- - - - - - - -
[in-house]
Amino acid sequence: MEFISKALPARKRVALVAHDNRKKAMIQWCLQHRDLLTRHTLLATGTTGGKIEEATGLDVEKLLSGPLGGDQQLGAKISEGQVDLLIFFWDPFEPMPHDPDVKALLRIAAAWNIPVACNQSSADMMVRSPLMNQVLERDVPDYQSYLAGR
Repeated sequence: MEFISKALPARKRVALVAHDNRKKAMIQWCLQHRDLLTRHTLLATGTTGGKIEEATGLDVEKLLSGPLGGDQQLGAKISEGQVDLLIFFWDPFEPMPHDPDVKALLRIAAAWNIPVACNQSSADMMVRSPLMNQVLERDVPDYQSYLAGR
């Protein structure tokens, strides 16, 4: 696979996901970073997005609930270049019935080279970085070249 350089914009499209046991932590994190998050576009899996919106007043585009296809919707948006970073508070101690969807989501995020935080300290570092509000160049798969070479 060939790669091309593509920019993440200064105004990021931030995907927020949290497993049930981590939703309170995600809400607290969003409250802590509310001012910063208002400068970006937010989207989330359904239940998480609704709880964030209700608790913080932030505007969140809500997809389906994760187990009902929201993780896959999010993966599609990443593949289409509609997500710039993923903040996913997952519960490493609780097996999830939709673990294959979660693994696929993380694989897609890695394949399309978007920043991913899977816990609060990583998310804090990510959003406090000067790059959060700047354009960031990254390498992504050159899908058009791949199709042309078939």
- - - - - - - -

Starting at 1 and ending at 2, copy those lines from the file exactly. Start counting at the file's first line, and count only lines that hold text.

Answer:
[in-house]
Amino acid sequence: MEFISKALPARKRVALVAHDNRKKAMIQWCLQHRDLLTRHTLLATGTTGGKIEEATGLDVEKLLSGPLGGDQQLGAKISEGQVDLLIFFWDPFEPMPHDPDVKALLRIAAAWNIPVACNQSSADMMVRSPLMNQVLERDVPDYQSYLAGR